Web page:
Parents as Disruptors: Digital Storytelling Project

Participate in a Digital Storytelling Workshop Sponsored by The Parents as Disruptors Project at DePaul University!


The Parents as Disruptors project, organized by faculty and staff at DePaul University, brings together parents from across Chicago to share their strategies for parent-led advocacy and organizing. As part of the project, we are looking for two or three organizations with a mission to develop parent-leaders to each send 2 or 3 parent-leaders to a multi-day digital storytelling workshop. In the workshop, each parent-leader will create a personal, digital video about their experiences as a parent advocating for their child and organizing to address educational inequality.

The digital storytelling workshop will happen over one 2-hour introductory session and two six-hour workshop days in mid-February through early March 2018, and will be facilitated by DePaul Professor Lisa Dush and the students in her winter 2018 Digital Storytelling course. The workshop offers participants the chance to write a script that narrates a personal story about parent leadership, to revise this script in a facilitated, workshop setting, and to learn the basic video-editing techniques necessary to make a 2-4 minute video.

The workshop is a rewarding experience for participants—who have the chance to tell a meaningful personal story and learn digital production skills—and typically yields videos that can be powerful tools for organizational advocacy, education, and fundraising. After the digital storytelling workshop and with the consent of those involved, the Parents as Disruptors project will share the digital stories through a website and community showings, so that these stories can spur discussions and parent-led action throughout the city.

If your organization has a mission to develop parent-leaders and can identify 2-3 parent-leaders that would be interested in this opportunity, please read the project details below and submit an Expression of Interest form by December 1, 2017.

What is a digital story?

A digital story is a 2–4-minute video, comprised of a self-narrated story illustrated with personal photographs. Importantly, a digital story is produced by its storyteller, in a facilitated workshop setting.

The story below, “Our Neighborhood is Not a Dumping Ground,” is a digital story that was made by a member of the REACH Coalition, a Boston-based nonprofit organization working for health equity. The story’s narrator, Debra, describes her experience of living in a Boston neighborhood that has long been a site of illegal trash dumping. The video has the key characteristics of a digital story: a well-crafted, self-authored and self-narrated personal story, illustrated with images selected by the storyteller.

All workshop participants can expect to learn the following:

  • The history of digital storytelling and the elements of a great digital story
  • How to write and revise a compelling personal story
  • How to give feedback on others’ stories in a facilitated Story Circle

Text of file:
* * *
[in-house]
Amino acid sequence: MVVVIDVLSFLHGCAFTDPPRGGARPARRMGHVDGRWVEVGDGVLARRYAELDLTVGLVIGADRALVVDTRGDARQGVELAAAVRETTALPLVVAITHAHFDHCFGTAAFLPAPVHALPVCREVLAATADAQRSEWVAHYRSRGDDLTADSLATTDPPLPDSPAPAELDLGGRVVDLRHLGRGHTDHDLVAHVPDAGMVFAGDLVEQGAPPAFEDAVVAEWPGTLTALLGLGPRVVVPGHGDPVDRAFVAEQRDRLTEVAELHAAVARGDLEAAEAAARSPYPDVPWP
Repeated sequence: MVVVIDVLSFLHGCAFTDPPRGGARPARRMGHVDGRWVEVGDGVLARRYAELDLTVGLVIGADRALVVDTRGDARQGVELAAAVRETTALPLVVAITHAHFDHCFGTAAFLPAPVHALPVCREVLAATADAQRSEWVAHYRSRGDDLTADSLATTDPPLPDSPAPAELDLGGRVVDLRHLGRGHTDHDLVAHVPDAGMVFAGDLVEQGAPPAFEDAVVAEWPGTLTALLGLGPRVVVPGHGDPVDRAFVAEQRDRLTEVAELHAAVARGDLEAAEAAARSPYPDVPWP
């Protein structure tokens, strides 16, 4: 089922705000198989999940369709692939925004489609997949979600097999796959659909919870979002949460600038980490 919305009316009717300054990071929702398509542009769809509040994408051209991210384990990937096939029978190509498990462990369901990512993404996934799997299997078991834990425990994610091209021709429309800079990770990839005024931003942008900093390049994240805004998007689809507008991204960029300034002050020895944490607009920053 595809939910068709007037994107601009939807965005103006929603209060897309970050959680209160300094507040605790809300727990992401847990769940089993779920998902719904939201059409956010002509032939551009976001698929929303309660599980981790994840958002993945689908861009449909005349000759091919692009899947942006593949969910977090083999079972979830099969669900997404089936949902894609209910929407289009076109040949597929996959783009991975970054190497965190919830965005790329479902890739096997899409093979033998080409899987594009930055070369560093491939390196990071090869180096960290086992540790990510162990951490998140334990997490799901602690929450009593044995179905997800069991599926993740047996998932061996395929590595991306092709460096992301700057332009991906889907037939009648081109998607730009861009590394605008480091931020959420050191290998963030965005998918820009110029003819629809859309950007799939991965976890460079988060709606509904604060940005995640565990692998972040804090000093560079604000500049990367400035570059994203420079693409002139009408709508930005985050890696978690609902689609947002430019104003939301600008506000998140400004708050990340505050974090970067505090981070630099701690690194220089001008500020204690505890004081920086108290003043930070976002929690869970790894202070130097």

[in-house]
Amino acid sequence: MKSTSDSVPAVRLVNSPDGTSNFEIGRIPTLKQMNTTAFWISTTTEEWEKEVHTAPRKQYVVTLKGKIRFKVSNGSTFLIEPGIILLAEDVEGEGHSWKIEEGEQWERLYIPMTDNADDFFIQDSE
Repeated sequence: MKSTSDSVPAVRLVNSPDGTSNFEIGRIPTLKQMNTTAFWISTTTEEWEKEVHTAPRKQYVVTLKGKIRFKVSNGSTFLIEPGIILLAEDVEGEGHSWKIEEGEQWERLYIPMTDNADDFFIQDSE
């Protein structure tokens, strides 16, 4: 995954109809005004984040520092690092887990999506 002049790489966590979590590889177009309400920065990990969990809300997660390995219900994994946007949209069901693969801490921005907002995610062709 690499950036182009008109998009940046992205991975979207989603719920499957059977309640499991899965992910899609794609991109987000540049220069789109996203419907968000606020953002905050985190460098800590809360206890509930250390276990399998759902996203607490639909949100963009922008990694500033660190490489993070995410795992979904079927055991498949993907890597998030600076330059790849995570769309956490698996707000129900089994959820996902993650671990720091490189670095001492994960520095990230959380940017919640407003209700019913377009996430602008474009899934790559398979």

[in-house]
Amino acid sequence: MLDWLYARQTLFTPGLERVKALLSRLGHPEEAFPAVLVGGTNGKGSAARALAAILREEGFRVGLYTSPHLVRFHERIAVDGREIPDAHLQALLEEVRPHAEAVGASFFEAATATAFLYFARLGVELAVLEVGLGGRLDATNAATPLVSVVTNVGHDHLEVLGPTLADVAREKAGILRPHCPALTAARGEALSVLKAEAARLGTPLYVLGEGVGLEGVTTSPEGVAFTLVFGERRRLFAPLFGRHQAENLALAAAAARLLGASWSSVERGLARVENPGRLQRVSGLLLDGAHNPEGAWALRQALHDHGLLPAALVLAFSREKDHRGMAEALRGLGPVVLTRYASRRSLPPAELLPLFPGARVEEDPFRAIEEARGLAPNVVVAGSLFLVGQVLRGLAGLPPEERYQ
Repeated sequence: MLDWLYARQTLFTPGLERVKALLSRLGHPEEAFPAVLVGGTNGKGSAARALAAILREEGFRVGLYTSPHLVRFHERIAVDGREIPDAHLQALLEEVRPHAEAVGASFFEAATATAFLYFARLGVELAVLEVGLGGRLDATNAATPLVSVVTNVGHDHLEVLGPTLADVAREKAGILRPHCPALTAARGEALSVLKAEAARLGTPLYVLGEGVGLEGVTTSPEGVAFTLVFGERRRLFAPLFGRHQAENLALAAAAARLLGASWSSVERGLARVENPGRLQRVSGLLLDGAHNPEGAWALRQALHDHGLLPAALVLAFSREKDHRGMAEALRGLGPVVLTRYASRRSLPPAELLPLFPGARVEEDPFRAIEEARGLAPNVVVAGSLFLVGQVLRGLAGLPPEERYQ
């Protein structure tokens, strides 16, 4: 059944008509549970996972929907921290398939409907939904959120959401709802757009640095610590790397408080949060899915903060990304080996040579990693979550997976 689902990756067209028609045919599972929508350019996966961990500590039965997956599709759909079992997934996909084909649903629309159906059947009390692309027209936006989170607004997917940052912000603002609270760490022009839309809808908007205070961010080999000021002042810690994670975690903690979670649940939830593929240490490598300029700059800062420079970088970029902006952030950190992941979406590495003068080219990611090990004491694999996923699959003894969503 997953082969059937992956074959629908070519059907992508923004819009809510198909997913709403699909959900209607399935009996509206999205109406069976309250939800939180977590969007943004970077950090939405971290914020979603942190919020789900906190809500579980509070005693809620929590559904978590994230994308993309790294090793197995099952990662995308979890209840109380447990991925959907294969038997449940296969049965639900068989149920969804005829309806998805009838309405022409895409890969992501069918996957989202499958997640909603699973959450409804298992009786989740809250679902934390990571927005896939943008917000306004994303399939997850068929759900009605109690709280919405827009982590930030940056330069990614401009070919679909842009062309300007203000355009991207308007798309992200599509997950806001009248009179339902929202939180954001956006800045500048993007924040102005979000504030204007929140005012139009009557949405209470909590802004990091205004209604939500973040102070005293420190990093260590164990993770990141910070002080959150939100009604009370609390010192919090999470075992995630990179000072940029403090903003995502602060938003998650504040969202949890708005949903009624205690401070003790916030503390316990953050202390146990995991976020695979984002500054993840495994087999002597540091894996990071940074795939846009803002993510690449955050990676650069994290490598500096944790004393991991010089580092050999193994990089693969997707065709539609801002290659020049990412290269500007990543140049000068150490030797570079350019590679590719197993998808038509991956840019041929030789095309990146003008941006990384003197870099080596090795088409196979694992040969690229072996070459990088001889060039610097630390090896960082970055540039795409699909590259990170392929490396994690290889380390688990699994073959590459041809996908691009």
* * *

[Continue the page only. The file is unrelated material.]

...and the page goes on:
• How to audio record and edit a digital voiceover
  • How to prepare images and storyboard a video
  • How to combine audio and still images in video-editing software and produce a 2–4-minute digital story

How does this partnership work?

Digital storytelling is a rewarding, yet intensive process. Workshop participants should expect to devote approximately 20 hours to the process from mid-February to mid-March 2018, including 14 hours of face-to-face time and approximately 5 hours of independent writing and photo-gathering. We request that our partner organizations identify 2-3 parent-leaders (we can accommodate both English- and Spanish-speaking parents) who are excited to tell a personal story and who can commit to attending all workshop sessions.

We are willing to work with interested organizations to identify specific times within the mid-February–early-March window that work for all, although substantial production work must happen in two Friday and/or Saturday sessions, to accommodate the DePaul students’ schedules. We are also open holding the workshop in a community lab space central to participating organizations, if this is more convenient than DePaul’s Lincoln Park campus.

Three possible dates for the production workshop are as follows (and slight variations on these options are also possible)—the Expression of Interest form asks you to identify those options that will work best for your parent-leaders:

  • Option 1: F Feb. 9, 1-3 pm, Introduction Session + 2 Workshop Days on F Feb. 23 and F March 2 (9-3 pm both days)
  • Option 2: M Feb. 12, 6-8 pm, Introduction Session + 2 Workshop Days on Sa Feb. 24 and Sa March 3 (9-3 pm both days)
  • Option 3: F Feb. 9, 1-3 pm, Introduction Session + 2 Workshop Days on F Feb. 23 and Sa Feb. 24 (9-3 pm both days)

In addition to these face-to-face obligations, participants will be asked to send interim drafts to their student team and to attend a community showing after the project is complete.

Food and child care will be provided on all workshop days, and participants will receive a $300 stipend.

Your organization should also plan to allocate staff time to help coordinate the project; we anticipate this work will be a combined total of 2-3 hours per week, between late-January and mid-March.

My organization is interested! What do we do next?

If your organization wants to participate, please fill out the Expression of Interest form by December 1, 2017. After you submit this form, it will be sent to Prof. Dush and the Parents as Disruptors team. We will update all who have expressed interest by December 8, and we hope to finalize participants by December 15.

If you have any questions about the project, you may send them to Prof. Lisa Dush at

Additional details about past nonprofit partnership courses run by Professor Dush are available online at